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December 27, 2006


I had to share my own blog post in response to yours -

Yesterday I was going to post about gentility, decency, and forgiveness, and direct my readers to this blog that begins with, "America has lost a decent man - Gerald Ford," and ends with "As the 2008 presidential campaign heats up, let's keep in mind character as something we want in our leader." Today, however, I have a rant about this so-called decent man.

I awoke to hear the report that Ford had in 2004 criticized the Bush administration's justification for going into Iraq, but requested that his comments remain secret until the publication of the interviewer's book or until his (Ford's) death.

Now, my mother's generation would say that that was the decent and gentlemanly thing to do. "Don't make a big fuss. Mind your own business. Don't stir things up. Don't discuss politics, religion, or money in public." These were (and are still) the reprimands I received at home. Anyone who knows me, can well imagine how exasperated my parents must have been (and are) with me.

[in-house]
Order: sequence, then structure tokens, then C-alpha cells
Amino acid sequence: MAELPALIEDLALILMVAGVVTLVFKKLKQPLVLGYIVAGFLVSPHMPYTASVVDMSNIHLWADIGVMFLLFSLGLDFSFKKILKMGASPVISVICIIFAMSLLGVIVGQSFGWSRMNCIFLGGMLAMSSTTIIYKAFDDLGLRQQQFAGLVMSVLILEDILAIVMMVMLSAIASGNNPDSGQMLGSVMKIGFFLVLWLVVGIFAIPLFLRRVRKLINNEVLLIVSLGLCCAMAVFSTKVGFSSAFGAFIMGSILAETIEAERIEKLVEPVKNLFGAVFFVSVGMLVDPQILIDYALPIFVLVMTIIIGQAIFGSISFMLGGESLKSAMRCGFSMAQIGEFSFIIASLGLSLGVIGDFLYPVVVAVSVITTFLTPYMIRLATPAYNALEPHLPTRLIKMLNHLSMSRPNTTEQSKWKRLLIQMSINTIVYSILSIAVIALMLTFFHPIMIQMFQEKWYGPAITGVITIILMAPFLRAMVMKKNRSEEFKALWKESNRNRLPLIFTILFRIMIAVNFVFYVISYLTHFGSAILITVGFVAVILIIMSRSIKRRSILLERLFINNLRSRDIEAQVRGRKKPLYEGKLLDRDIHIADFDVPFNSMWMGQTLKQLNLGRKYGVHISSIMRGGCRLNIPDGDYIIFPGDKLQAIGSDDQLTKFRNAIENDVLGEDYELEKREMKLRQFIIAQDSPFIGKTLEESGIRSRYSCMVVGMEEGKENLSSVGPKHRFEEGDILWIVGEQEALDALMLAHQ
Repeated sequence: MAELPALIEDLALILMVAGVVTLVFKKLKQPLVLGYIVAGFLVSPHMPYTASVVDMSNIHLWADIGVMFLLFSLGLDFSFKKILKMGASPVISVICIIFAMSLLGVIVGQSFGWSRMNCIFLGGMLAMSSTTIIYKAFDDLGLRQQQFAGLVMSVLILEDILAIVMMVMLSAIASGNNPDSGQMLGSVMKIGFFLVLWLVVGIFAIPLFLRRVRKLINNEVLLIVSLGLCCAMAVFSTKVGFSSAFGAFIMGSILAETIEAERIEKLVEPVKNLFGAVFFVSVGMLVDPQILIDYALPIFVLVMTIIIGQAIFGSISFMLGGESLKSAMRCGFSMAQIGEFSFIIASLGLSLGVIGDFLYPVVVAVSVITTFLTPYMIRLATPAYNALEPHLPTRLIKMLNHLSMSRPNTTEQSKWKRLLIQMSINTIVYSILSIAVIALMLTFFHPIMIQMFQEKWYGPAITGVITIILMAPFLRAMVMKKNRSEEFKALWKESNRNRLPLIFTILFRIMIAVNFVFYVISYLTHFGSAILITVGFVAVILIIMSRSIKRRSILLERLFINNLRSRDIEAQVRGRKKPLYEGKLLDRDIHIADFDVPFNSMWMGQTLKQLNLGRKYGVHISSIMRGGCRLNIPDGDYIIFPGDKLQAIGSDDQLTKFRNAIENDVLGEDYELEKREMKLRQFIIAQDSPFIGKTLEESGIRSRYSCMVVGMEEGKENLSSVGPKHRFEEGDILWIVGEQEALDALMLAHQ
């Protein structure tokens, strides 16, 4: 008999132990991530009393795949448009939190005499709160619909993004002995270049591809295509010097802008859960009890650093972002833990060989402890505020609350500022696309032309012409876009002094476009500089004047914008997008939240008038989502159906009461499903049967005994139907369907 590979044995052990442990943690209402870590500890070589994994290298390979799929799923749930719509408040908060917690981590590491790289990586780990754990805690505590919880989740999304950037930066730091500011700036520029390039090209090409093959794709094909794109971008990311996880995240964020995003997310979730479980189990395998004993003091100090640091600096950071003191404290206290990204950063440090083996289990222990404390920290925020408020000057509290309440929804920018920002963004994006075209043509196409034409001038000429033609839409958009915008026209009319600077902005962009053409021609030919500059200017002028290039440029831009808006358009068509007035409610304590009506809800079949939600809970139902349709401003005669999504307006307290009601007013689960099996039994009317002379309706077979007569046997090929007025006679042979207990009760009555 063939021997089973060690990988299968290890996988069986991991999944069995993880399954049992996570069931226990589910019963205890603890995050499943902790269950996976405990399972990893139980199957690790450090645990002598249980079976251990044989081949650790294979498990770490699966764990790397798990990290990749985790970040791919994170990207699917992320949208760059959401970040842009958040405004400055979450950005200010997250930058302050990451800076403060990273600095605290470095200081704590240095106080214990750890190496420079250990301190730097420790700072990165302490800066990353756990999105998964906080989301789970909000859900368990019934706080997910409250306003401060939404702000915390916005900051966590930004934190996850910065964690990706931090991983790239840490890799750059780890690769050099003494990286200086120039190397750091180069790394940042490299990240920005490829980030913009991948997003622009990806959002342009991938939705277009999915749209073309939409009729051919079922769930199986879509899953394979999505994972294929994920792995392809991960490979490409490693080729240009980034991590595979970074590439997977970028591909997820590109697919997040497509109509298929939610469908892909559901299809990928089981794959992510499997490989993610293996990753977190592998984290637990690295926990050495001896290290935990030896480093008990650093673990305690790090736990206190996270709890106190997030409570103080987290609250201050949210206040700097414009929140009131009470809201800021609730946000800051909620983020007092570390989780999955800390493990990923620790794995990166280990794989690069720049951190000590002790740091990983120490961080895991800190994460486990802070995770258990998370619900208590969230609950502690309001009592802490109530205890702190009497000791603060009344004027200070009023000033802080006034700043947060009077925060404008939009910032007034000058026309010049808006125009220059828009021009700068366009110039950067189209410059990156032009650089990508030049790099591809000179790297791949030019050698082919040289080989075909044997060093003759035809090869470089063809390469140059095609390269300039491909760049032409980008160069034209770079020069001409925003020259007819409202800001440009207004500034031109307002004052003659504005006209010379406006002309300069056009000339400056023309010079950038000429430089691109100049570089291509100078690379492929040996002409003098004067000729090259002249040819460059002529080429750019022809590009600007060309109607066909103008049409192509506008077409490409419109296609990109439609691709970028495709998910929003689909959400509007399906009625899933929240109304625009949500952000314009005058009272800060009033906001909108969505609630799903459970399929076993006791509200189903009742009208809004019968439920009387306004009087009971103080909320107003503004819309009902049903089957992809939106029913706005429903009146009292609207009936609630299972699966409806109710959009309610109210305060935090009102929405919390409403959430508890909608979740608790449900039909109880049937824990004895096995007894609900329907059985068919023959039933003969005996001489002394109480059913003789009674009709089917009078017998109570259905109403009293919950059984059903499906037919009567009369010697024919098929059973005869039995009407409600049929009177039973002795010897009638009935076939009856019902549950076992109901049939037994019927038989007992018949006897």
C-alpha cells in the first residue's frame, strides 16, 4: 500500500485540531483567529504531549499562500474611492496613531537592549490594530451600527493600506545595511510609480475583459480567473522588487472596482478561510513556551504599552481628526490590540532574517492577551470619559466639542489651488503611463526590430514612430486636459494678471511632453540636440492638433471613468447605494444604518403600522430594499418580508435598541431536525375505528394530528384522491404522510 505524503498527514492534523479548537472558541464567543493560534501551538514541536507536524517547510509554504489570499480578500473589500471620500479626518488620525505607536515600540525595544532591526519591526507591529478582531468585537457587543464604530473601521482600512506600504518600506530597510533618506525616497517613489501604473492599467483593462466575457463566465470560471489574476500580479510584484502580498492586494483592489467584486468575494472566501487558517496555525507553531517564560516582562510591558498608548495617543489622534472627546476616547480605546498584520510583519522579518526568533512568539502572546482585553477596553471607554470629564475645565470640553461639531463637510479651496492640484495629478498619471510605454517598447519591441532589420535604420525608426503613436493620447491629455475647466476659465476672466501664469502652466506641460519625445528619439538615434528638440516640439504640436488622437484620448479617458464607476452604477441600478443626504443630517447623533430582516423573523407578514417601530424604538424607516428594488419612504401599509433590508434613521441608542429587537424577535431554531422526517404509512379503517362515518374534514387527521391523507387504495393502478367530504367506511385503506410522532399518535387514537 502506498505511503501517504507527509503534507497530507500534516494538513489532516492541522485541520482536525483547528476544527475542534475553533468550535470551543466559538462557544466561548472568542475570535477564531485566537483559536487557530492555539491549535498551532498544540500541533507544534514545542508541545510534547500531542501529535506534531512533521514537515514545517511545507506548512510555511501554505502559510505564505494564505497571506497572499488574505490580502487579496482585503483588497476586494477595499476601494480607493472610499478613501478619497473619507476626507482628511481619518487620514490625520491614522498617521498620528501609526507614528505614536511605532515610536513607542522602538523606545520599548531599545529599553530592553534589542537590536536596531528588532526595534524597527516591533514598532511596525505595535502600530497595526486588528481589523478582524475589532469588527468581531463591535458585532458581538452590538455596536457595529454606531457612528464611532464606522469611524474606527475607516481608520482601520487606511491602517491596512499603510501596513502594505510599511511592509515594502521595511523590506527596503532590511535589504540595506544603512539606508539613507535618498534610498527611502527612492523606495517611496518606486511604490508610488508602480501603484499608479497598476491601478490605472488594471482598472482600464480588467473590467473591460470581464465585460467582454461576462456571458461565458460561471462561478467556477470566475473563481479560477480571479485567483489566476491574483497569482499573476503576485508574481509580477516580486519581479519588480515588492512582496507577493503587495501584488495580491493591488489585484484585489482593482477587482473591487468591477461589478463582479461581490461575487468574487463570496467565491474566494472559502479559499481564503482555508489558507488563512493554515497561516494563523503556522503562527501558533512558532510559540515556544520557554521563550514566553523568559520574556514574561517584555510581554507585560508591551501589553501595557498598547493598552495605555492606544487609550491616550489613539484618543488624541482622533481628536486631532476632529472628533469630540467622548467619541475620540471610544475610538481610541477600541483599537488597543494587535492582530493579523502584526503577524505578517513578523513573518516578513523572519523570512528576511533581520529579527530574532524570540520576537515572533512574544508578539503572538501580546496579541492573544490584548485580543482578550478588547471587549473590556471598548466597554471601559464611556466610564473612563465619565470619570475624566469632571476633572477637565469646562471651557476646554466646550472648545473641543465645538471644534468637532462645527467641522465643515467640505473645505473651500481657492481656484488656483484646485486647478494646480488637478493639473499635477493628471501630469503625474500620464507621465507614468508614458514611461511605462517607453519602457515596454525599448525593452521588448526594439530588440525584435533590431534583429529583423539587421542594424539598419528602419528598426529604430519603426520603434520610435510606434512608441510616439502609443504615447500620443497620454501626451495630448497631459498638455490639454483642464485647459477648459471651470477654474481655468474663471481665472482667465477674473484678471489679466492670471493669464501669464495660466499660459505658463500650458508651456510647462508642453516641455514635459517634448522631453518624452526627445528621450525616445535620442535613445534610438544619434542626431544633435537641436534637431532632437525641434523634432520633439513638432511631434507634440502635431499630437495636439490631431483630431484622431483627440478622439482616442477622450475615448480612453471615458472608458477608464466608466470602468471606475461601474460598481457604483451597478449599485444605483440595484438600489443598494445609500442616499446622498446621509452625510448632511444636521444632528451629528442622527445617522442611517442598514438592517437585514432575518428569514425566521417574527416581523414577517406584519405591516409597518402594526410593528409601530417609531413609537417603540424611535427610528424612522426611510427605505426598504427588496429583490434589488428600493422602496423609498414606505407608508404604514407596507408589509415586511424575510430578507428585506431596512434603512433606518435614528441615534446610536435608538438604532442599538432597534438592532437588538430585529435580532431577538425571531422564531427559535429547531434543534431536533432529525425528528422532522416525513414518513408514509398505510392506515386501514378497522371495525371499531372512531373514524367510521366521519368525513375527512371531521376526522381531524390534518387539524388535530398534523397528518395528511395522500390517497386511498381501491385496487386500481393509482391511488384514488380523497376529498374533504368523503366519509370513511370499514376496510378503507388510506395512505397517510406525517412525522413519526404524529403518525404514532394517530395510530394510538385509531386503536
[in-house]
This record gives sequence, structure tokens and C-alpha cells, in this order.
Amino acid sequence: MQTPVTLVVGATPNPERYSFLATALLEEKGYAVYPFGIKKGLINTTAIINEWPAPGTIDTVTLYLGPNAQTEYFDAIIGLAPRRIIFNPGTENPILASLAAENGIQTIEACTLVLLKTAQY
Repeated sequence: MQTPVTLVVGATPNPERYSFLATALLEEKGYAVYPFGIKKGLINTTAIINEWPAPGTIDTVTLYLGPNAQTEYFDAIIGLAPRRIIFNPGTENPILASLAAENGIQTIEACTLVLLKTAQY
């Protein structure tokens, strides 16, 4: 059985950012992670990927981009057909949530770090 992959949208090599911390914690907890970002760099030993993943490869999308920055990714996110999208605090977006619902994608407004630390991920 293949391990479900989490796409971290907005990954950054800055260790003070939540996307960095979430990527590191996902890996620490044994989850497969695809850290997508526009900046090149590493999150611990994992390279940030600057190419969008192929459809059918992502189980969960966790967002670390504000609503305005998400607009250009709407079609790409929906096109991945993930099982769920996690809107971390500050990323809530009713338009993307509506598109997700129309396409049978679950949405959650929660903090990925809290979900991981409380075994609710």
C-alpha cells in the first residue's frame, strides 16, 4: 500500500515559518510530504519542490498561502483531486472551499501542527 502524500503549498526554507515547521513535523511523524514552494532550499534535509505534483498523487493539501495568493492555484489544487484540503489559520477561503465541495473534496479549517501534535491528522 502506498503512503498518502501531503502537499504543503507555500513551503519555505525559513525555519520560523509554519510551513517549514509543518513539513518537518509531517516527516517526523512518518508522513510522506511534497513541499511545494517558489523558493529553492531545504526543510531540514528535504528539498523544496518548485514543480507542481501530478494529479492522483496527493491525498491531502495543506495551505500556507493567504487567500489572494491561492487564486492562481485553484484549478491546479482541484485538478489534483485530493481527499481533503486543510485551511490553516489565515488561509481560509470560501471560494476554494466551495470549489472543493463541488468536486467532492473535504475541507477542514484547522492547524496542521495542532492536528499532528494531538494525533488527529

Is it really a decent man who keeps silent as thousands of Americans are killed and maimed for "a mistake?" Whether or not the public would have listened to him is not the issue, but I know a few would have paid closer attention if a respected Republican former president publicly had said,

"Well, I can understand the theory of wanting to free people," Ford said, referring to Bush’s assertion that the United States has a "duty to free people." But he said he was skeptical "whether you can detach that from the obligation number one, of what’s in our national interest."

"And I just don’t think we should go hellfire damnation around the globe freeing people, unless it is directly related to our own national security."

Ford's remaining silent on his opinions kept the Republicans appearing cohesive, helping to "re-elect" W in 2004. Not until this past year, did some brave party members begin speaking out against the president's policies and "course" for Iraq, resulting in November's vote to "stop the madness."

Dante wrote, "The hottest place in Hell is reserved for those who, in times of moral crisis, remain neutral." I would add to that reservation "those who remain silent."

As a friend and a diplomat, Gerald Ford will be remembered a decent man. As a patriot, I find his silence despicable.

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